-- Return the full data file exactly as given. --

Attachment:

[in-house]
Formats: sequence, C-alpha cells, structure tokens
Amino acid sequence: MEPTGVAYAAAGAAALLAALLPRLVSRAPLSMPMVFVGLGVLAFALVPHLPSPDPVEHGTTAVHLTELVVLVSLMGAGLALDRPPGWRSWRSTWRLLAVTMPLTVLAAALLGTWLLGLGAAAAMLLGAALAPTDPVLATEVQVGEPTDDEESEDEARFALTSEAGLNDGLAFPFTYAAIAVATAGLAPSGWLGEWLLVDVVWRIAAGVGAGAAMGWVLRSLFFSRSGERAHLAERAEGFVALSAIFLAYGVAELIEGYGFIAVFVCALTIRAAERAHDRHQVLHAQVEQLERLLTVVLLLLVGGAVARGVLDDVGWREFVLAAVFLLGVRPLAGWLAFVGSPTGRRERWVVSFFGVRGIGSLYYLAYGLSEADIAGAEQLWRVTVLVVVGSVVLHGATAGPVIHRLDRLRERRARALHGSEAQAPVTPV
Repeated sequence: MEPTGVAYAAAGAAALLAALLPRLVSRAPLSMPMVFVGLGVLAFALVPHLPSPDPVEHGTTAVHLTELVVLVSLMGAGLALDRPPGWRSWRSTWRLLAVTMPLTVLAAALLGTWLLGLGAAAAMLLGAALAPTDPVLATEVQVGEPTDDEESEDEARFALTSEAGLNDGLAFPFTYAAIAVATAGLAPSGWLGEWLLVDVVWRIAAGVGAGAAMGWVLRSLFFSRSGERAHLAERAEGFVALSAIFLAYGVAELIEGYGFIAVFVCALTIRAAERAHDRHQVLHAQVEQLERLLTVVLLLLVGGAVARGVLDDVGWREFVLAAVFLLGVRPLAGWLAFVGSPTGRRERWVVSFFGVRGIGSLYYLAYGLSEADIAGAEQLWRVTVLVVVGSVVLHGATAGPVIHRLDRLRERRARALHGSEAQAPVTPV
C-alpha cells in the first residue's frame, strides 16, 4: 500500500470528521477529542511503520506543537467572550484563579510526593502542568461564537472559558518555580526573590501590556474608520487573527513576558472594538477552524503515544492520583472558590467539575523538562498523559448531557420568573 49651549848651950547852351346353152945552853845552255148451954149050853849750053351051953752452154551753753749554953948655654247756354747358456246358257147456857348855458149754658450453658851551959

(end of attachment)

[in-house]
Formats: sequence, C-alpha cells, structure tokens
Amino acid sequence: MEPTGVAYAAAGAAALLAALLPRLVSRAPLSMPMVFVGLGVLAFALVPHLPSPDPVEHGTTAVHLTELVVLVSLMGAGLALDRPPGWRSWRSTWRLLAVTMPLTVLAAALLGTWLLGLGAAAAMLLGAALAPTDPVLATEVQVGEPTDDEESEDEARFALTSEAGLNDGLAFPFTYAAIAVATAGLAPSGWLGEWLLVDVVWRIAAGVGAGAAMGWVLRSLFFSRSGERAHLAERAEGFVALSAIFLAYGVAELIEGYGFIAVFVCALTIRAAERAHDRHQVLHAQVEQLERLLTVVLLLLVGGAVARGVLDDVGWREFVLAAVFLLGVRPLAGWLAFVGSPTGRRERWVVSFFGVRGIGSLYYLAYGLSEADIAGAEQLWRVTVLVVVGSVVLHGATAGPVIHRLDRLRERRARALHGSEAQAPVTPV
Repeated sequence: MEPTGVAYAAAGAAALLAALLPRLVSRAPLSMPMVFVGLGVLAFALVPHLPSPDPVEHGTTAVHLTELVVLVSLMGAGLALDRPPGWRSWRSTWRLLAVTMPLTVLAAALLGTWLLGLGAAAAMLLGAALAPTDPVLATEVQVGEPTDDEESEDEARFALTSEAGLNDGLAFPFTYAAIAVATAGLAPSGWLGEWLLVDVVWRIAAGVGAGAAMGWVLRSLFFSRSGERAHLAERAEGFVALSAIFLAYGVAELIEGYGFIAVFVCALTIRAAERAHDRHQVLHAQVEQLERLLTVVLLLLVGGAVARGVLDDVGWREFVLAAVFLLGVRPLAGWLAFVGSPTGRRERWVVSFFGVRGIGSLYYLAYGLSEADIAGAEQLWRVTVLVVVGSVVLHGATAGPVIHRLDRLRERRARALHGSEAQAPVTPV
C-alpha cells in the first residue's frame, strides 16, 4: 500500500470528521477529542511503520506543537467572550484563579510526593502542568461564537472559558518555580526573590501590556474608520487573527513576558472594538477552524503515544492520583472558590467539575523538562498523559448531557420568573 49651549848651950547852351346353152945552853845552255148451954149050853849750053351051953752452154551753753749554953948655654247756354747358456246358257147456857348855458149754658450453658851551959